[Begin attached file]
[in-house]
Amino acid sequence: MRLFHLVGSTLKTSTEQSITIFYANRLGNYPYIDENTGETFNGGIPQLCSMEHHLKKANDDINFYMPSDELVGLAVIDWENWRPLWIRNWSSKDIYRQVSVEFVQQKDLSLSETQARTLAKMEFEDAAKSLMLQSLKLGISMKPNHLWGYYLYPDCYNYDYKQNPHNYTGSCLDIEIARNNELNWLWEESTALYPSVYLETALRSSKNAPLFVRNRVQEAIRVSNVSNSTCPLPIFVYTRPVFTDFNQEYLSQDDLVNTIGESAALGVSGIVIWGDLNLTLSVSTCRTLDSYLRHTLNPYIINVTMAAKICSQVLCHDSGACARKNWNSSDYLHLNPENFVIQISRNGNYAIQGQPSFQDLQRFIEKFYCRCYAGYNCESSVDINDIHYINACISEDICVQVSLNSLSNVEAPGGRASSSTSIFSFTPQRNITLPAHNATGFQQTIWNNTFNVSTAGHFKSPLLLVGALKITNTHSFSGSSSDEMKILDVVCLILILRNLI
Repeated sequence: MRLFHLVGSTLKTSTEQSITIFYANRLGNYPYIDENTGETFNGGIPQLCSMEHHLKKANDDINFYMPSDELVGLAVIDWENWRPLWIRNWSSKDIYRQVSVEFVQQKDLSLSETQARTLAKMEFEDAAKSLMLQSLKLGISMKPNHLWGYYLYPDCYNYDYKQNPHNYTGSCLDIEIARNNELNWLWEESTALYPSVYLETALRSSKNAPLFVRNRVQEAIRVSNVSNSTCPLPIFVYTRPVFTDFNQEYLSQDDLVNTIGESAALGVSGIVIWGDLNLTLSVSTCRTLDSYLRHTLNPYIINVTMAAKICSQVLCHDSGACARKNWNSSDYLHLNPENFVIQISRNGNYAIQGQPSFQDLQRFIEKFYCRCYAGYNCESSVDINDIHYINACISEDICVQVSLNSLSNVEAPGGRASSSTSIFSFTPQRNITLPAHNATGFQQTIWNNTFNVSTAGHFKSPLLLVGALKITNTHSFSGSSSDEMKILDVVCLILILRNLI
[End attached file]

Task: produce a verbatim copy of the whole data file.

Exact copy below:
[in-house]
Amino acid sequence: MRLFHLVGSTLKTSTEQSITIFYANRLGNYPYIDENTGETFNGGIPQLCSMEHHLKKANDDINFYMPSDELVGLAVIDWENWRPLWIRNWSSKDIYRQVSVEFVQQKDLSLSETQARTLAKMEFEDAAKSLMLQSLKLGISMKPNHLWGYYLYPDCYNYDYKQNPHNYTGSCLDIEIARNNELNWLWEESTALYPSVYLETALRSSKNAPLFVRNRVQEAIRVSNVSNSTCPLPIFVYTRPVFTDFNQEYLSQDDLVNTIGESAALGVSGIVIWGDLNLTLSVSTCRTLDSYLRHTLNPYIINVTMAAKICSQVLCHDSGACARKNWNSSDYLHLNPENFVIQISRNGNYAIQGQPSFQDLQRFIEKFYCRCYAGYNCESSVDINDIHYINACISEDICVQVSLNSLSNVEAPGGRASSSTSIFSFTPQRNITLPAHNATGFQQTIWNNTFNVSTAGHFKSPLLLVGALKITNTHSFSGSSSDEMKILDVVCLILILRNLI
Repeated sequence: MRLFHLVGSTLKTSTEQSITIFYANRLGNYPYIDENTGETFNGGIPQLCSMEHHLKKANDDINFYMPSDELVGLAVIDWENWRPLWIRNWSSKDIYRQVSVEFVQQKDLSLSETQARTLAKMEFEDAAKSLMLQSLKLGISMKPNHLWGYYLYPDCYNYDYKQNPHNYTGSCLDIEIARNNELNWLWEESTALYPSVYLETALRSSKNAPLFVRNRVQEAIRVSNVSNSTCPLPIFVYTRPVFTDFNQEYLSQDDLVNTIGESAALGVSGIVIWGDLNLTLSVSTCRTLDSYLRHTLNPYIINVTMAAKICSQVLCHDSGACARKNWNSSDYLHLNPENFVIQISRNGNYAIQGQPSFQDLQRFIEKFYCRCYAGYNCESSVDINDIHYINACISEDICVQVSLNSLSNVEAPGGRASSSTSIFSFTPQRNITLPAHNATGFQQTIWNNTFNVSTAGHFKSPLLLVGALKITNTHSFSGSSSDEMKILDVVCLILILRNLI